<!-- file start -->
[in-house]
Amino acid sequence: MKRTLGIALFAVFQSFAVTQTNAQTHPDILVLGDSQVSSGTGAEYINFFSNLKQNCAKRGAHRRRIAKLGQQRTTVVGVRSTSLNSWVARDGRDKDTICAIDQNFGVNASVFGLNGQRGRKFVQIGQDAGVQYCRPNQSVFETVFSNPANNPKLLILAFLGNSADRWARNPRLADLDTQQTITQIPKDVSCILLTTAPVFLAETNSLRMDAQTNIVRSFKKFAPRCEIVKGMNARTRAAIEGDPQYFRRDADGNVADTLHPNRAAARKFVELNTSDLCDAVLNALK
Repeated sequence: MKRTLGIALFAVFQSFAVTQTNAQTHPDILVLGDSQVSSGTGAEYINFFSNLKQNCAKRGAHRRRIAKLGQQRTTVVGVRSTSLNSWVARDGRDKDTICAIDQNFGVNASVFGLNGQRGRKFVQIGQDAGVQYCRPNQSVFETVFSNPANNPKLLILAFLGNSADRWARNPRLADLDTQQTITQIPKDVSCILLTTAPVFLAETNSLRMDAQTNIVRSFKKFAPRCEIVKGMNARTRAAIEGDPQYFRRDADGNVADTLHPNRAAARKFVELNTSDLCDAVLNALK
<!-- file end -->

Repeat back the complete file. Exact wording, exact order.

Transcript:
[in-house]
Amino acid sequence: MKRTLGIALFAVFQSFAVTQTNAQTHPDILVLGDSQVSSGTGAEYINFFSNLKQNCAKRGAHRRRIAKLGQQRTTVVGVRSTSLNSWVARDGRDKDTICAIDQNFGVNASVFGLNGQRGRKFVQIGQDAGVQYCRPNQSVFETVFSNPANNPKLLILAFLGNSADRWARNPRLADLDTQQTITQIPKDVSCILLTTAPVFLAETNSLRMDAQTNIVRSFKKFAPRCEIVKGMNARTRAAIEGDPQYFRRDADGNVADTLHPNRAAARKFVELNTSDLCDAVLNALK
Repeated sequence: MKRTLGIALFAVFQSFAVTQTNAQTHPDILVLGDSQVSSGTGAEYINFFSNLKQNCAKRGAHRRRIAKLGQQRTTVVGVRSTSLNSWVARDGRDKDTICAIDQNFGVNASVFGLNGQRGRKFVQIGQDAGVQYCRPNQSVFETVFSNPANNPKLLILAFLGNSADRWARNPRLADLDTQQTITQIPKDVSCILLTTAPVFLAETNSLRMDAQTNIVRSFKKFAPRCEIVKGMNARTRAAIEGDPQYFRRDADGNVADTLHPNRAAARKFVELNTSDLCDAVLNALK